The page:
The RoboFMS also includes a loading and unloading station for automated guided vehicles (AGVs) and a storage unit for blanks, semi-finished parts and finished parts.
An FMS for highly flexible handling
The RoboFMS links up all the process steps in a single FMS: from the initial machining of the workpieces previously clamped on zero point clamping systems at the loading station to the two turning/milling centers, to processing on the lapping and grinding machine, to laser marking and quality control, taking account of the previous process steps.
The robot traveling on a rail is able to handle workpiece pallets as well as workpieces without a pallet. Vandevoir says: “For reasons of precision, the machining processes on the lapping and grinding machine can only be carried out without clamping, so at this point an employee has to unclamp the workpiece at the loading station so that the robot can first load the lapping machine and then the grinding machine with a semi-finished part.”
The timing of the transport movements in the RoboFMS determines the chronology of the overall process – and that depends on the status of the workpieces, the tools, the machines and other stations in the system. Sometimes a semi-finished part may first be placed in the system storage unit, for example, if a workpiece is already in a machine or in a measuring or marking station.
Close to zero set-up times on the machines
Once the tools have been prepared and there is enough material in stock, the RoboFMS is designed for a high level of autonomous production over a long period of time.
“Our aim is to be able to produce for an entire weekend unmanned, even in batch sizes of 1. The prerequisite for this is that there are enough clamped workpieces and unclamped semi-finished parts in the system storage unit so that all stations in the RoboFMS can be operated at any time. We are currently working on enabling the system to produce all the rolling bearing components in a highly automated process, without manual set-up by operators”, says Jakob.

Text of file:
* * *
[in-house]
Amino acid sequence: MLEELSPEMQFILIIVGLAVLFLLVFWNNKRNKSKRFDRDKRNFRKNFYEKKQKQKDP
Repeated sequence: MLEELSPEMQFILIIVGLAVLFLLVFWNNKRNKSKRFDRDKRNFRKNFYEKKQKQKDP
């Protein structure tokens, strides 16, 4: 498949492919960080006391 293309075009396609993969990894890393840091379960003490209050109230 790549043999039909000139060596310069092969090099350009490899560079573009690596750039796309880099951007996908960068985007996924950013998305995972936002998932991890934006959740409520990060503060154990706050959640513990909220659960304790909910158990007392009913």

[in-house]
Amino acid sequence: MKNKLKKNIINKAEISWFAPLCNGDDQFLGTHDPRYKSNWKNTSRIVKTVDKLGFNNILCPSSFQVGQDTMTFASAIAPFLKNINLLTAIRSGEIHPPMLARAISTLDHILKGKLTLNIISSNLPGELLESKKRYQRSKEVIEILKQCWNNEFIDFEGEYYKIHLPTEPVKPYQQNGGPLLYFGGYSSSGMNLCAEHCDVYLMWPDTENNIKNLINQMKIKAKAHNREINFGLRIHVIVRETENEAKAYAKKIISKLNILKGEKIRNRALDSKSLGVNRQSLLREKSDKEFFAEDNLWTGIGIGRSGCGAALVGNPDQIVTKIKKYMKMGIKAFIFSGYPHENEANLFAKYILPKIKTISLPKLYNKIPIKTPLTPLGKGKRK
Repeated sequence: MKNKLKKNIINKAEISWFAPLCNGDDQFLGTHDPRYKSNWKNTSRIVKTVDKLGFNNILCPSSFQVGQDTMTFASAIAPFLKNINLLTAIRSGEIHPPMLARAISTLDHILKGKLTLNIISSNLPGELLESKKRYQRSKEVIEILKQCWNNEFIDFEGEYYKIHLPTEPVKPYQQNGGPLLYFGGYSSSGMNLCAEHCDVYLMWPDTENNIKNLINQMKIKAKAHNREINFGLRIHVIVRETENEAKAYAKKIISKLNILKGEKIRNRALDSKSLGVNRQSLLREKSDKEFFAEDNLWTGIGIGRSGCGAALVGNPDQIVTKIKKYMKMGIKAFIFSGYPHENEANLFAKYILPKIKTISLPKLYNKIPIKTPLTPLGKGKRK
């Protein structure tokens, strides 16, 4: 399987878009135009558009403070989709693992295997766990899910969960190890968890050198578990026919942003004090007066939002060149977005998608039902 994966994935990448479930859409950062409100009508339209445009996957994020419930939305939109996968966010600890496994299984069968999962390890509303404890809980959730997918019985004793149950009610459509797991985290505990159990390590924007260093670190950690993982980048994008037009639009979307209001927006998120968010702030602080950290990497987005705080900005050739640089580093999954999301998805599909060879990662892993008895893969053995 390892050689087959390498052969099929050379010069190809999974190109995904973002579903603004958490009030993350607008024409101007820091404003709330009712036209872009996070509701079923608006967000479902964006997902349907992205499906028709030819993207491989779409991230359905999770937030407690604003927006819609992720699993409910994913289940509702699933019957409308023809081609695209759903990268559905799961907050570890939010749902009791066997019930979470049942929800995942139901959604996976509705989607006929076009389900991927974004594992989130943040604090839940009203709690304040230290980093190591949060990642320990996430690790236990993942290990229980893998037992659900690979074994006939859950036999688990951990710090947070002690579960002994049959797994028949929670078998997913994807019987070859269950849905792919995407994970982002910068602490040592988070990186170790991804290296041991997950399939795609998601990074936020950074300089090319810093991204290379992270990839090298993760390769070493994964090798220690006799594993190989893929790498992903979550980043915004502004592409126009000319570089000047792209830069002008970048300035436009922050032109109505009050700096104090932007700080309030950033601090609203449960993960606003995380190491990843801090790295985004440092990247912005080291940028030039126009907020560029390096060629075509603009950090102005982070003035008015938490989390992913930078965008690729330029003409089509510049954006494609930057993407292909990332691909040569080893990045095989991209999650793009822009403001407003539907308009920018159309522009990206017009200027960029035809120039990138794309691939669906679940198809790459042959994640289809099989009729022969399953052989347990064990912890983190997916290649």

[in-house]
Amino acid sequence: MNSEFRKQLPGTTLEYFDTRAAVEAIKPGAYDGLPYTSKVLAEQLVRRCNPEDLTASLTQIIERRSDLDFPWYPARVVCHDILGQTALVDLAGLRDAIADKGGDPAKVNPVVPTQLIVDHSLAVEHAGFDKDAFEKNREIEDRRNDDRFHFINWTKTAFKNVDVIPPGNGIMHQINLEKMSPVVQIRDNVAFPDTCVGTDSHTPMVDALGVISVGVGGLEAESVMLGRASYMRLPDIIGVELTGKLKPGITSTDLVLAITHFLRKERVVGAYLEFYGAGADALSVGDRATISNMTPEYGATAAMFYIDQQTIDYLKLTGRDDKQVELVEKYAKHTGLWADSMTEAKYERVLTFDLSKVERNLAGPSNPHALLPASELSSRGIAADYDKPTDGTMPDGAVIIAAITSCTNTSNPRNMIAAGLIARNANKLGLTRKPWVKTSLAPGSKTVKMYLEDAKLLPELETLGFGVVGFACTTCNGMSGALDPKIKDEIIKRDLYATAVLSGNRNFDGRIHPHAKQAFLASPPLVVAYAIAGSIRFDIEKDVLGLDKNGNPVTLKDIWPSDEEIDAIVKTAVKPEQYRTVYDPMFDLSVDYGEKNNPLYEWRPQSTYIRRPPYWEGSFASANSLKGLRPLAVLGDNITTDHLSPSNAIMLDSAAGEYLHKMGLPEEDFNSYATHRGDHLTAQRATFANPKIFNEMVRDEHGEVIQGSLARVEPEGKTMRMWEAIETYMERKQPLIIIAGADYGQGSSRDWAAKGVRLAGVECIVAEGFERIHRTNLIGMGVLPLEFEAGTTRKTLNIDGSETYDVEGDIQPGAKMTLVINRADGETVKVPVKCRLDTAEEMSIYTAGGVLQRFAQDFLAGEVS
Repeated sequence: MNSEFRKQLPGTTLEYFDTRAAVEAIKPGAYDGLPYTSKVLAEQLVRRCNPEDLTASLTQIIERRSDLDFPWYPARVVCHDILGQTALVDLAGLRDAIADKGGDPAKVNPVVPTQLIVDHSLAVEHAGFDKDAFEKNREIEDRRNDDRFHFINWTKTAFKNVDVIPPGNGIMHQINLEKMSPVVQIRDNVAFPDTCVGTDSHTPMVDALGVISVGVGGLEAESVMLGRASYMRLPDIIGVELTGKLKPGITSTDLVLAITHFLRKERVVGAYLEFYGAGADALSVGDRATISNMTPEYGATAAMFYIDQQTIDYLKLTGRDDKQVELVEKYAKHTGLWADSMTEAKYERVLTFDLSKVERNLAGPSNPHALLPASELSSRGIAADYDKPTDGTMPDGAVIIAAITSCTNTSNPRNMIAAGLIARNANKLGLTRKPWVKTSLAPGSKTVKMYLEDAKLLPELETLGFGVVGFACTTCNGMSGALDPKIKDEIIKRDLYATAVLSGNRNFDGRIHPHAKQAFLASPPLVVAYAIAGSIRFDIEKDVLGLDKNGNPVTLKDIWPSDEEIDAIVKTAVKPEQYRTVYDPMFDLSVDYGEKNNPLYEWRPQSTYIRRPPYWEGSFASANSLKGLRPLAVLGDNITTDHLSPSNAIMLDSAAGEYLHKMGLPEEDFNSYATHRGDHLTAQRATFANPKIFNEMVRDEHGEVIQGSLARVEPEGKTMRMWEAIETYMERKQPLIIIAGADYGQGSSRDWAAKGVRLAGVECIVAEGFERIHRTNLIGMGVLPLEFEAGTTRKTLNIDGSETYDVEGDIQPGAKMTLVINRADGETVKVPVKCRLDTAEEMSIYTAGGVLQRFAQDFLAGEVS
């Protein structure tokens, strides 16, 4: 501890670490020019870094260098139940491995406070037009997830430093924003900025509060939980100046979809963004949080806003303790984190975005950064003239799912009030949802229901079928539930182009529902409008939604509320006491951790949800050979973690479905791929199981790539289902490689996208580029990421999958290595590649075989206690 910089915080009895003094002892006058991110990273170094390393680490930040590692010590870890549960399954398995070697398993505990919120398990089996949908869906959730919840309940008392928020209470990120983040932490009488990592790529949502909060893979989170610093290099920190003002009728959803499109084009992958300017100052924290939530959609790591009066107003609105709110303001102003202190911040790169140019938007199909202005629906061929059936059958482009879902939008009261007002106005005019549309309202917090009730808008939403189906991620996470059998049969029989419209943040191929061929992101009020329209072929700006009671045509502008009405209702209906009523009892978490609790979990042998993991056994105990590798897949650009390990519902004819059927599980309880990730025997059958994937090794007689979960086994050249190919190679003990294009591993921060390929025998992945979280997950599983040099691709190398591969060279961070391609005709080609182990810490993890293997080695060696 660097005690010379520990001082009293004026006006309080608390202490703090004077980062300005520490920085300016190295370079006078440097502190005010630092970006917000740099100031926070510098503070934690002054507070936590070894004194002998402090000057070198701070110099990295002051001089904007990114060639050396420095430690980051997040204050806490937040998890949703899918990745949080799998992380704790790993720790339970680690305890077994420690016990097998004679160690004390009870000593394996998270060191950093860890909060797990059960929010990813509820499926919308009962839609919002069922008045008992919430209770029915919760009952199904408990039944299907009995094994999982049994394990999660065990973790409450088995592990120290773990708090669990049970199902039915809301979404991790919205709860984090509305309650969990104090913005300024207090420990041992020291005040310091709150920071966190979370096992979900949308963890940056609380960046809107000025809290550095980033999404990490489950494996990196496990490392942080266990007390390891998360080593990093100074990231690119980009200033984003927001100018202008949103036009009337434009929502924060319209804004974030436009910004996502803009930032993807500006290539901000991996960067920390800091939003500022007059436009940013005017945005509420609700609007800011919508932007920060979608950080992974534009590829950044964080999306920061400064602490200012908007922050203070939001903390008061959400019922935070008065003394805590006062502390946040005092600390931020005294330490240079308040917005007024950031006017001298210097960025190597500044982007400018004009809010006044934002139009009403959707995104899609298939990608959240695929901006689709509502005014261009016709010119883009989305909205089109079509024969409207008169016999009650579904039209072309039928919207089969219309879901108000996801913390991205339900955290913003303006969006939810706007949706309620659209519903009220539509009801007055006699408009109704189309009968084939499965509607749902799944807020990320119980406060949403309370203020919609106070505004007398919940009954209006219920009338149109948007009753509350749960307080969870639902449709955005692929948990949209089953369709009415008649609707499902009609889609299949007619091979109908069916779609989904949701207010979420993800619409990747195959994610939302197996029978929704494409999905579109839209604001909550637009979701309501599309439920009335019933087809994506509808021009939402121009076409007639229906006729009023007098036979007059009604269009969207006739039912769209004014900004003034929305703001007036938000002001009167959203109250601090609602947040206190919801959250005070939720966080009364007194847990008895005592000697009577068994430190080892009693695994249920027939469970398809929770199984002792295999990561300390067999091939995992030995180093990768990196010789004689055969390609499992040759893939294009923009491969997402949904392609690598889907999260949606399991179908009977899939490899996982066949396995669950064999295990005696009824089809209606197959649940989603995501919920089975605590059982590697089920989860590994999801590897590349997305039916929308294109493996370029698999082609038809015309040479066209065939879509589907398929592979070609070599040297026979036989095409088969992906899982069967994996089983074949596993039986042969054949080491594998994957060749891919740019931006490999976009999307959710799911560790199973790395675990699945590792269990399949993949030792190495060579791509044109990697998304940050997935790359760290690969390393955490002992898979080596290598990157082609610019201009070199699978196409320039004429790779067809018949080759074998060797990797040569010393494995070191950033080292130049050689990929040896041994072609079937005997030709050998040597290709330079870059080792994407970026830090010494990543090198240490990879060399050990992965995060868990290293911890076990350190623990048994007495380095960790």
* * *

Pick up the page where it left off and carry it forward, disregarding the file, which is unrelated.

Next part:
More than central planning, control and monitoring
One of the essential components of the project, according to Cédric Vandevoir, is the Fastems Manufacturing Management Software (MMS):
“We will soon be connecting the MMS to our ERP system so that we can directly plan production on it. The software will then also control and monitor the entire automated production.
The MMS also enables us to map the overall efficiency of the RoboFMS so that we can react quickly when required, for example by specifically optimizing individual processes. The software offers all the prerequisites for this.”
An essential part of production
The cooperation between SKF Aeroengine and Fastems can already be considered a success, as Vandevoir says:
“With the RoboFMS we can produce even the most sophisticated bearing components in the required quantities and the highest quality, and can thus supply our customers with customized rolling bearings within the agreed deadlines. The automation system makes a key contribution to this. The FMS has become an essential part of our production and therefore our competitiveness and our success. “
Gilles Ofcard, Factory Manager at SKF Aeroengine France, adds:
“With this automation project, we are ideally prepared for major changes in our industry. That’s because our sector is characterized by an increasing variety of products with ever smaller production batches. Naturally, some of us have reservations about such changes, which are due to the very high level of technical skills and the requirements for quality and performance in a competitive market. But we cannot resist this fundamental change, which is all the more reason for us to show that the technology helps us to further improve our quality level, to increase our flexibility, to stabilize our processes and to make our production safer.”
Marcus Jakob agrees with these statements:
“With this project, we are blazing a trail at several locations within the SKF Group. We have already installed a second, identical RoboFMS at SKF Aeroengine in New York, supplementing it with an additional turning and grinding center.
A similar system is used at our Pennsylvania plant, where we manufacture special seals for the aerospace industry. Although it exclusively uses pallet clamping, which means that the system is less complex, the cooperation with our automation partner Fastems is paying off here too.”